5) No Dividend Decreases Within the Past One Year: Although historical dividend policy is not necessarily a good predictor of future dividend policy, I want management to show me they’re on board with the idea of at least maintaining dividends.

6) Using Leverage Can Be a Calculated Risk: The securities selected according to the philosophy above tend to be lesser-risked securities. A margin loan is a great tool to push investments into a more optimum point on the return-risk profile. I stress test the optimal amount of margin across several financial crises to determine the “point of no margin call” on a Reg T margin account.

7) Hedging is Necessary in a Boom and Bust Market: Markets have become more secure through regulation and more transparent through increased accounting quality. However, there are still enough booms and busts to make hedging a value added transaction. No hedge can realistically mitigate losses 100% of the time. In one day in 1987, the market sold-off 20%. In one week in 2008, the market sold-off 20%. It is virtually impossible to enter a hedge in time to fight those quick sell-offs. However, a successful hedge will allow a dividend growth investor to increase leverage and hold dividend payers, rather than sell them off to meet a margin call.
#15
Very well put Mikejody.
#16
(06-23-2015, 02:06 PM)800peace Wrote: OK, I tweaked my hedge, which allowed me to increase leverage, which increased the dividends received. I made another tweak to decrease my turnover, and now annual turnover averages 0.45%. Now I have the following historical dividend payments, net of margin interest paid, on a one-time $10,000 investment:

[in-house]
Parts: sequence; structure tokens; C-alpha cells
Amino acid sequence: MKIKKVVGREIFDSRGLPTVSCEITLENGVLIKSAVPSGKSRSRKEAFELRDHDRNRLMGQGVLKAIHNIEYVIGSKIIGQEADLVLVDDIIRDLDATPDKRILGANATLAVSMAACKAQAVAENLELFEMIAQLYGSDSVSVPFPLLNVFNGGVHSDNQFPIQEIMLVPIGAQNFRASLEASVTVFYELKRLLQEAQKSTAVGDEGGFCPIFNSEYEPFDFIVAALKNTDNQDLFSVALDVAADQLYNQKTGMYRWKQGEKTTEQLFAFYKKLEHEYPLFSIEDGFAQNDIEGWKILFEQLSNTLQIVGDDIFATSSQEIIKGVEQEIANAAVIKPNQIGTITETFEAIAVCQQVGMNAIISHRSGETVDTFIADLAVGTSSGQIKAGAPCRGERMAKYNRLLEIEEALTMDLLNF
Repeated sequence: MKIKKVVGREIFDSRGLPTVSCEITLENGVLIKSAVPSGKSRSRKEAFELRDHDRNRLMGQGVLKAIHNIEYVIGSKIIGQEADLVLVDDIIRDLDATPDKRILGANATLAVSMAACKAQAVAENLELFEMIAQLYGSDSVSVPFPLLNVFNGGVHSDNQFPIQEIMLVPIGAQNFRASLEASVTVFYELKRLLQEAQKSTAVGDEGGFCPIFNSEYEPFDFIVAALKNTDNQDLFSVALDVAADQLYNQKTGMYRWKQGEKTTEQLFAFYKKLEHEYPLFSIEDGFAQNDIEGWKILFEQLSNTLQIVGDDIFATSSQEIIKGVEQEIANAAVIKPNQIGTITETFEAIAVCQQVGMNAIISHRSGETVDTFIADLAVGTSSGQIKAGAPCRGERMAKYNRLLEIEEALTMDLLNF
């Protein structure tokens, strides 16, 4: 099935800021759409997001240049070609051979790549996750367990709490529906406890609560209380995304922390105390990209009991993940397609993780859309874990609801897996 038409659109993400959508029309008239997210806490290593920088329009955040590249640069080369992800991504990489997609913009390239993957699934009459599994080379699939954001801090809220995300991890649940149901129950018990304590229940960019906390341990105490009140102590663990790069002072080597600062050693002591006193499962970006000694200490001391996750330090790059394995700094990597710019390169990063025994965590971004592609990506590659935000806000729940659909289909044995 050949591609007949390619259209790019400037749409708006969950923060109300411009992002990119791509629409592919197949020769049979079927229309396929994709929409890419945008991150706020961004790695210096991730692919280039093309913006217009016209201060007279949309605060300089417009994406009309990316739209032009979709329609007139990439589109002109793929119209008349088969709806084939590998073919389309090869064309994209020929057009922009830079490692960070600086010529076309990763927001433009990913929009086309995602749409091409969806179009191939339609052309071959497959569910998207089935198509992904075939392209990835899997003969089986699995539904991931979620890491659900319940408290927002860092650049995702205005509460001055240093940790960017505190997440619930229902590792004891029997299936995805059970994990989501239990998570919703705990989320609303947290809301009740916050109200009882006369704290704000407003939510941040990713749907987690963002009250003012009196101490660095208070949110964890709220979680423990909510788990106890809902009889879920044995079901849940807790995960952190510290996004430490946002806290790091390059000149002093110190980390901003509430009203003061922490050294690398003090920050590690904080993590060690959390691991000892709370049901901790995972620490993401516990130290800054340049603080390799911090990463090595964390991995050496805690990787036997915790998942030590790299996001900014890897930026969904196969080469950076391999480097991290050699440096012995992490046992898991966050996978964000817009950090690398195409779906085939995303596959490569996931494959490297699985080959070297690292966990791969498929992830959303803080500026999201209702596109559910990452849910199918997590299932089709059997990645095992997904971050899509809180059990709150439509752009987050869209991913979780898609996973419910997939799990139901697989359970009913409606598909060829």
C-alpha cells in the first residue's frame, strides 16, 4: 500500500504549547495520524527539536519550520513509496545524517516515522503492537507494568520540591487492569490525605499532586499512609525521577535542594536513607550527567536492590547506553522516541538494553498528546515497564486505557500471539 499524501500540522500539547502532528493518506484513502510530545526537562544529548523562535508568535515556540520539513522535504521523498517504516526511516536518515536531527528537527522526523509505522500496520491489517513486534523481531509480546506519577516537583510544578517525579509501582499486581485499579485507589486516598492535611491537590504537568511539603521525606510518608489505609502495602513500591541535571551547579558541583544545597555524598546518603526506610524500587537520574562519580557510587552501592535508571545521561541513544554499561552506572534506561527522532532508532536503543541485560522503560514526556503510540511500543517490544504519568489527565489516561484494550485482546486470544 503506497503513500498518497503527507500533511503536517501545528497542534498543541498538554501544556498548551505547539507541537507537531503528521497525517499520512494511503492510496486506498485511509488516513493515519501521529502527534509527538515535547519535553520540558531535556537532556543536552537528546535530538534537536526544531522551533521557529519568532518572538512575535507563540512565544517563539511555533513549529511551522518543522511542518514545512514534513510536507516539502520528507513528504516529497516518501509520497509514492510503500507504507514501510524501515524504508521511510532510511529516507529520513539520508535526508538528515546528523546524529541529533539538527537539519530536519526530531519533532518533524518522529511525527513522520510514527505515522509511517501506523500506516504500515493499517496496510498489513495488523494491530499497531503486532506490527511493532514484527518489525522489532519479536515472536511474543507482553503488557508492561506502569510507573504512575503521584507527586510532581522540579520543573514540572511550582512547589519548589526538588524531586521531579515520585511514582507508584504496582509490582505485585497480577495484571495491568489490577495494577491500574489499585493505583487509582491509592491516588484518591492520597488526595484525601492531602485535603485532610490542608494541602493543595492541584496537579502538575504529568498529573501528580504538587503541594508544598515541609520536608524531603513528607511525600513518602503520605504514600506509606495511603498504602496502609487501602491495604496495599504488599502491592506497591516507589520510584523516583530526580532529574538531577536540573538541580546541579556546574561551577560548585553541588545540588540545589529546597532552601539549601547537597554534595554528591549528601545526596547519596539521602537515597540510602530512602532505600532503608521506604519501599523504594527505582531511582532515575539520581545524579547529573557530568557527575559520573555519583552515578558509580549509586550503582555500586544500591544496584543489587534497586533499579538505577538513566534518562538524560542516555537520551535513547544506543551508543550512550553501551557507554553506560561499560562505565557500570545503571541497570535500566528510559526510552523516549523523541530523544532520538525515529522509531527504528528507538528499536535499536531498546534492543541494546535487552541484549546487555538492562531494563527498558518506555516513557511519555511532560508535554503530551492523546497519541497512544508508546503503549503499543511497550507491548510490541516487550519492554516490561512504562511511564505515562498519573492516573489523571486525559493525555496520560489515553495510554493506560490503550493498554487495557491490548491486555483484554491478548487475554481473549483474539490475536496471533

Year Amount
1999 $488
2000 $624
2001 $1,713
2002 $2,271
2003 $2,750
2004 $3,831
2005 $8,432
2006 $12,962
2007 $26,664
2008 $24,521
2009 $27,514
2010 $49,609
2011 $64,455
2012 $67,319
2013 $71,087
2014 $93,426
2015 Estimate $122,420

The payback period is 6 years. More than the original principle is being paid in annual dividends after 8 years. Telling doubters where to stick it after 12 years.

I like this time horizon because it includes 1) internet bubble popping, 2) 9/11, 3) housing bubble popping, and 4) The Great Recession. Below are some risk measures since inception in 1999:

Model
Inception Date 01/02/99
Total Return (%) 29,393.21
Annualized Return (%) 41.27
Max Drawdown (%) -38.37
Standard Deviation (%) 27.71
Sharpe Ratio 1.35
Sortino Ratio 1.90
Correlation with Benchmark 0.33
R-Squared 0.11
Beta 0.45
Alpha (%) (annualized) 36.30

If compounding interest is the 8th wonder of the world, dgi is the 9th wonder of the world.


You had an initial one time investment of 10K.

But how much did you hedge over the years and how often?